Preface to the special issue: Advances in the analysis of spatial genetic data
Laboratoire d'Ecologie Alpine, UMR CNRS 5553, BP 53, Université Joseph Fourier, Grenoble, France. Molecular Ecology Resources
(Impact Factor: 3.71).
09/2010; 10(5):757-9. DOI: 10.1111/j.1755-0998.2010.02899.x
Available from: Ivan Paz-Vinas
- "Analytical developments have also resulted in valuable new tools that make genetic analyses more applicable to freshwater restoration. For example, methods in landscape genetics have greatly improved the capacity for understanding how landscape elements affect the spatial genetic diversity of populations (Gaggiotti, 2010; Manel & Holderegger, 2013). However, they are mostly used in terrestrial systems and are waiting to be adopted by more freshwater ecologists. "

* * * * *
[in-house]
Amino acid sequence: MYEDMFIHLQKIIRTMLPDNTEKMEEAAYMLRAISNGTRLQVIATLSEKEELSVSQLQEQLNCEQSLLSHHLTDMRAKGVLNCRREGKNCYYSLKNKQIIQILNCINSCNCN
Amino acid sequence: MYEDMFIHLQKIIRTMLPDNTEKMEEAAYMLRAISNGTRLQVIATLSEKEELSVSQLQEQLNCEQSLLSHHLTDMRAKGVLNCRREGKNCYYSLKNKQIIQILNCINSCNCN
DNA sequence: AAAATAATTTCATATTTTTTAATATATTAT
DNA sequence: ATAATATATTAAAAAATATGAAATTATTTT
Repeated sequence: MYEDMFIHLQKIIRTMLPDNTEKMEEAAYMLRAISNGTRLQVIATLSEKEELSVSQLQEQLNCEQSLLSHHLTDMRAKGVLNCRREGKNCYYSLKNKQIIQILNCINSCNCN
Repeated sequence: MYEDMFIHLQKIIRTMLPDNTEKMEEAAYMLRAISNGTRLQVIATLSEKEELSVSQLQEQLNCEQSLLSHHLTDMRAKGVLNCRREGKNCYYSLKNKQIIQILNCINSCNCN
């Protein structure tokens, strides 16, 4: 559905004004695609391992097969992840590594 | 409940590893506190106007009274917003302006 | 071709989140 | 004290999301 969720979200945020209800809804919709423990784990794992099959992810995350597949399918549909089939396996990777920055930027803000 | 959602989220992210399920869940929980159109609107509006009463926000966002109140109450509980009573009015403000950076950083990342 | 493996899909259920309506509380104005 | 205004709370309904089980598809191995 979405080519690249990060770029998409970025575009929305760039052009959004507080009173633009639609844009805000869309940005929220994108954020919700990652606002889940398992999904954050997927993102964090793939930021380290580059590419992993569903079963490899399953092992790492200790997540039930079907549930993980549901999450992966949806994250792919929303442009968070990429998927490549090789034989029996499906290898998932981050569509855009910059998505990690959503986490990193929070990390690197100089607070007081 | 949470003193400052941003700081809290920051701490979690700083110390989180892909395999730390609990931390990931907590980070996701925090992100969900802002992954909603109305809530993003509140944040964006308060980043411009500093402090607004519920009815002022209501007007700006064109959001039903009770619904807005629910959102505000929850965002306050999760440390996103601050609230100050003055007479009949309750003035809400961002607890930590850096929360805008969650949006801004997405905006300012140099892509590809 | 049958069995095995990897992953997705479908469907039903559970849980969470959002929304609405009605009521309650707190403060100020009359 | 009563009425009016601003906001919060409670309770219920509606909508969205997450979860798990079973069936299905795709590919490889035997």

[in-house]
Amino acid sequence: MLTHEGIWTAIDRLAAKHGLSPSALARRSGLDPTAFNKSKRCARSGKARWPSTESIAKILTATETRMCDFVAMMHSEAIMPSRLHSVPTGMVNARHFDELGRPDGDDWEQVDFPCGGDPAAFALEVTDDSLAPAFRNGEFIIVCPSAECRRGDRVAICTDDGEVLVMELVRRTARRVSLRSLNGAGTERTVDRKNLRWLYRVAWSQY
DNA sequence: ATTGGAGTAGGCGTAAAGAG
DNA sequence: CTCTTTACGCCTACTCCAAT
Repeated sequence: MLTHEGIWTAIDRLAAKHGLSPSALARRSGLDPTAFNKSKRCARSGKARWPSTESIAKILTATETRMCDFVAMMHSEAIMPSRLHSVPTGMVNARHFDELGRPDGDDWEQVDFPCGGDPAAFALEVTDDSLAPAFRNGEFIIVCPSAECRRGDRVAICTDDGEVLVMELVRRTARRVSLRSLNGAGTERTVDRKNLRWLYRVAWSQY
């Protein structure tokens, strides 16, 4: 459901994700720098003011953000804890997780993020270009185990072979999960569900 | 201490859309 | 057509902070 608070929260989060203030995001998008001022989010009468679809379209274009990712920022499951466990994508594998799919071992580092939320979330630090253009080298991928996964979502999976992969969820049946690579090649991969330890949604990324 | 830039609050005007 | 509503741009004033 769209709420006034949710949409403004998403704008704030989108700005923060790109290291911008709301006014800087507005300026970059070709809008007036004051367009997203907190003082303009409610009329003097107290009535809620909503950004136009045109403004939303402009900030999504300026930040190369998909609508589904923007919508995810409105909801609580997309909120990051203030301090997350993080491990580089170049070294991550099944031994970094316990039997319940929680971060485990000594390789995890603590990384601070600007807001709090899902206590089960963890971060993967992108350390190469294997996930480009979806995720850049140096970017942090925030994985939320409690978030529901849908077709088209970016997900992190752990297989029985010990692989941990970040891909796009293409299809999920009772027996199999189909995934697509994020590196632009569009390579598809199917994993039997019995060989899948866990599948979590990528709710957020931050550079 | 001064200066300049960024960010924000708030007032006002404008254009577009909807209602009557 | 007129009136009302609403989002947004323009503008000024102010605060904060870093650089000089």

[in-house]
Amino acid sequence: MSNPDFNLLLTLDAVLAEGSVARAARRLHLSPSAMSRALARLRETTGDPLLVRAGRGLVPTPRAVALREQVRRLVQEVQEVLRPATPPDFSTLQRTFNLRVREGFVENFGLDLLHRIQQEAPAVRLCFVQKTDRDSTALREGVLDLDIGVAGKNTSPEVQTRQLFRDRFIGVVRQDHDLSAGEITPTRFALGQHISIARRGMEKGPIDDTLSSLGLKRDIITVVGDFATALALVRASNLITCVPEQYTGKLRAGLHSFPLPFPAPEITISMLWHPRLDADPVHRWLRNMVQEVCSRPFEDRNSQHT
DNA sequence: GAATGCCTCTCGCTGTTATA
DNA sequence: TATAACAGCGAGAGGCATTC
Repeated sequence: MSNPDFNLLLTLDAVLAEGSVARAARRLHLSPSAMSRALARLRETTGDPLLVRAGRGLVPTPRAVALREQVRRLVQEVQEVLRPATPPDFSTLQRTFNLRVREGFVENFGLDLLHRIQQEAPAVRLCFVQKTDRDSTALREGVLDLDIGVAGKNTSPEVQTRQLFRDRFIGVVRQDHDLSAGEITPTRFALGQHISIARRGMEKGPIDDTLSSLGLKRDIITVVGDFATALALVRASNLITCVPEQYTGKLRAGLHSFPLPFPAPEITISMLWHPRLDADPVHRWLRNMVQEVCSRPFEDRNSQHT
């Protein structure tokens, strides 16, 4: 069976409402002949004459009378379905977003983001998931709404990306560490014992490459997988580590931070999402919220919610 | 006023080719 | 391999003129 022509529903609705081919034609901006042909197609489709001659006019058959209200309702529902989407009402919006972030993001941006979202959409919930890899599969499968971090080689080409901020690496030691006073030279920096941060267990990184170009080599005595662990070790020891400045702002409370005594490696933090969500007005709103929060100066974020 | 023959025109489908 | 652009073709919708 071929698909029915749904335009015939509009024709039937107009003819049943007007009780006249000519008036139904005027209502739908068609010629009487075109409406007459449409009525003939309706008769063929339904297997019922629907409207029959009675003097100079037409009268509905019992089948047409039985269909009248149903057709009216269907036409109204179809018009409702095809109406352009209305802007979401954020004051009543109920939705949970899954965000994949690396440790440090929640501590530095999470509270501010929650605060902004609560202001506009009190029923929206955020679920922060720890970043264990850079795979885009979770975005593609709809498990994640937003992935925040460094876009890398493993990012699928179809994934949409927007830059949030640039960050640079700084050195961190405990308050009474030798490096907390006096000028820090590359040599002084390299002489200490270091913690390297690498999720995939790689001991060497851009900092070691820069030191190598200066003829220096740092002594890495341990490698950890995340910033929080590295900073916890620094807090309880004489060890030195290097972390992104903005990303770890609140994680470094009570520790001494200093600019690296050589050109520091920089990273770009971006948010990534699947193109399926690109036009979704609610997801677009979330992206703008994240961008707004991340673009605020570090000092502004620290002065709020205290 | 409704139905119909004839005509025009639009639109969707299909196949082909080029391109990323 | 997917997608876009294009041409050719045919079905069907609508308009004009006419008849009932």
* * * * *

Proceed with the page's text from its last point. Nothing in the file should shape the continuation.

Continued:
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ABSTRACT: Molecular genetic techniques have been used in freshwater biology for more than 30 years. Early work focussed on studies of population structure, systematics and taxonomy. More recently, the range of studies has broadened to include ecology and adaptation. Advances in analytical methods and in technology (e.g. next-generation sequencing) and decreasing costs of data production ensure that the field will continue to develop and broaden in scope.At least three factors make the application of molecular techniques to freshwater biology exciting. First, the highly variable nature of many aquatic habitats makes them excellent models for the study of environmental change on ecological and evolutionary time scales. Second, the mature state of the field of freshwater biology provides an extensive foundation of ecological knowledge of freshwater organisms and their distinct adaptations. Third, the methodological advances allow researchers to focus more on merging molecular and ecological research and less on designing studies around technical limitations.We identified eight research areas in freshwater biology in which the integration of molecular and ecological approaches provides exceptional opportunities. The list is not exhaustive, but considers a broad range of topics and spans the continuum from basic to applied research. The areas identified use a combination of natural, experimental and in silico approaches.With advancing molecular techniques, freshwater biology is in an unusually strong position to link the genetic basis and ecological importance of adaptations across a wide range of taxa, ecosystems and spatiotemporal scales. Our aim was to identify opportunities for the integration of molecular and ecological approaches, to motivate greater collaboration and crossover, and to promote exploitation of the synergies of bridging ecological and evolutionary freshwater research.